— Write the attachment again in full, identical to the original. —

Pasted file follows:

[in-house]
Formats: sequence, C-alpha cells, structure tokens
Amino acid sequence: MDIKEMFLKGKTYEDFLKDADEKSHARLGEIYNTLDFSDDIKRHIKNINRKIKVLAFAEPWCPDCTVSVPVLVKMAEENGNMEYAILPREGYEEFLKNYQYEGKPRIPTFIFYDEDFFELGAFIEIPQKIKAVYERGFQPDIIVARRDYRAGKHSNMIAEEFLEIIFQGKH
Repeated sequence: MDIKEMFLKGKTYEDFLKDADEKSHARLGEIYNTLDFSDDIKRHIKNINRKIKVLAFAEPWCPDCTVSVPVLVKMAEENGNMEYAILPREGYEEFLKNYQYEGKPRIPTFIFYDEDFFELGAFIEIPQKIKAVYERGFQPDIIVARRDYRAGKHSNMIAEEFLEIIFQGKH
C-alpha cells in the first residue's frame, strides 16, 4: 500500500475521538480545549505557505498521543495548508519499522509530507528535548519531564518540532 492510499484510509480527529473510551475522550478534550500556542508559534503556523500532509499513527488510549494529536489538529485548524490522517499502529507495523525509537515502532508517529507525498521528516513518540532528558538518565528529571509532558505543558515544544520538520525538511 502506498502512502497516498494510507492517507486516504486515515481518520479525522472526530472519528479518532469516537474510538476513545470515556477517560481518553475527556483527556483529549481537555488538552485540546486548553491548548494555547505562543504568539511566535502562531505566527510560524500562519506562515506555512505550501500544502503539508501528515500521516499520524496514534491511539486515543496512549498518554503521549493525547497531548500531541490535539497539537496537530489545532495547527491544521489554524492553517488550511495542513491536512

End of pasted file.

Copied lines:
[in-house]
Formats: sequence, C-alpha cells, structure tokens
Amino acid sequence: MDIKEMFLKGKTYEDFLKDADEKSHARLGEIYNTLDFSDDIKRHIKNINRKIKVLAFAEPWCPDCTVSVPVLVKMAEENGNMEYAILPREGYEEFLKNYQYEGKPRIPTFIFYDEDFFELGAFIEIPQKIKAVYERGFQPDIIVARRDYRAGKHSNMIAEEFLEIIFQGKH
Repeated sequence: MDIKEMFLKGKTYEDFLKDADEKSHARLGEIYNTLDFSDDIKRHIKNINRKIKVLAFAEPWCPDCTVSVPVLVKMAEENGNMEYAILPREGYEEFLKNYQYEGKPRIPTFIFYDEDFFELGAFIEIPQKIKAVYERGFQPDIIVARRDYRAGKHSNMIAEEFLEIIFQGKH
C-alpha cells in the first residue's frame, strides 16, 4: 500500500475521538480545549505557505498521543495548508519499522509530507528535548519531564518540532 492510499484510509480527529473510551475522550478534550500556542508559534503556523500532509499513527488510549494529536489538529485548524490522517499502529507495523525509537515502532508517529507525498521528516513518540532528558538518565528529571509532558505543558515544544520538520525538511 502506498502512502497516498494510507492517507486516504486515515481518520479525522472526530472519528479518532469516537474510538476513545470515556477517560481518553475527556483527556483529549481537555488538552485540546486548553491548548494555547505562543504568539511566535502562531505566527510560524500562519506562515506555512505550501500544502503539508501528515500521516499520524496514534491511539486515543496512549498518554503521549493525547497531548500531541490535539497539537496537530489545532495547527491544521489554524492553517488550511495542513491536512